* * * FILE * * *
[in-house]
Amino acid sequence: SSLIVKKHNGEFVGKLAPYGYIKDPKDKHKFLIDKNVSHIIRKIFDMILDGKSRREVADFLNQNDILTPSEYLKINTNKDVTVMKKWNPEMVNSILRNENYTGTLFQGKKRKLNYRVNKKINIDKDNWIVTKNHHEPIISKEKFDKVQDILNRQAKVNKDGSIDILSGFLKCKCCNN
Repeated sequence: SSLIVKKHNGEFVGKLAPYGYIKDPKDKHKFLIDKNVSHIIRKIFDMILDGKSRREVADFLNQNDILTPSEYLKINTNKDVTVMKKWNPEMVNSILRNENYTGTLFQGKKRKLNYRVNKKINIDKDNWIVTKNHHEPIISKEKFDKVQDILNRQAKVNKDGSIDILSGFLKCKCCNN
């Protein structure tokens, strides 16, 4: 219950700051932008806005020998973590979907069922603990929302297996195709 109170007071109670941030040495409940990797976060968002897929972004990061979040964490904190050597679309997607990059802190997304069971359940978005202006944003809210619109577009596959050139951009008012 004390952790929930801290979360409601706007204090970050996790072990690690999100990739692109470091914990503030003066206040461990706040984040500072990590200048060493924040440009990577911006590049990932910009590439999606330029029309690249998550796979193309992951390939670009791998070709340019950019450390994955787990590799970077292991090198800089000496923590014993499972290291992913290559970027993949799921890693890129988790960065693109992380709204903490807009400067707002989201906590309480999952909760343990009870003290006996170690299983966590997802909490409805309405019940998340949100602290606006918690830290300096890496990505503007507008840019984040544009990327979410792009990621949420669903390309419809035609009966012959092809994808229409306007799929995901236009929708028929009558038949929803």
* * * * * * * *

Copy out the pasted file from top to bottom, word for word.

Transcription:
[in-house]
Amino acid sequence: SSLIVKKHNGEFVGKLAPYGYIKDPKDKHKFLIDKNVSHIIRKIFDMILDGKSRREVADFLNQNDILTPSEYLKINTNKDVTVMKKWNPEMVNSILRNENYTGTLFQGKKRKLNYRVNKKINIDKDNWIVTKNHHEPIISKEKFDKVQDILNRQAKVNKDGSIDILSGFLKCKCCNN
Repeated sequence: SSLIVKKHNGEFVGKLAPYGYIKDPKDKHKFLIDKNVSHIIRKIFDMILDGKSRREVADFLNQNDILTPSEYLKINTNKDVTVMKKWNPEMVNSILRNENYTGTLFQGKKRKLNYRVNKKINIDKDNWIVTKNHHEPIISKEKFDKVQDILNRQAKVNKDGSIDILSGFLKCKCCNN
């Protein structure tokens, strides 16, 4: 219950700051932008806005020998973590979907069922603990929302297996195709 109170007071109670941030040495409940990797976060968002897929972004990061979040964490904190050597679309997607990059802190997304069971359940978005202006944003809210619109577009596959050139951009008012 004390952790929930801290979360409601706007204090970050996790072990690690999100990739692109470091914990503030003066206040461990706040984040500072990590200048060493924040440009990577911006590049990932910009590439999606330029029309690249998550796979193309992951390939670009791998070709340019950019450390994955787990590799970077292991090198800089000496923590014993499972290291992913290559970027993949799921890693890129988790960065693109992380709204903490807009400067707002989201906590309480999952909760343990009870003290006996170690299983966590997802909490409805309405019940998340949100602290606006918690830290300096890496990505503007507008840019984040544009990327979410792009990621949420669903390309419809035609009966012959092809994808229409306007799929995901236009929708028929009558038949929803």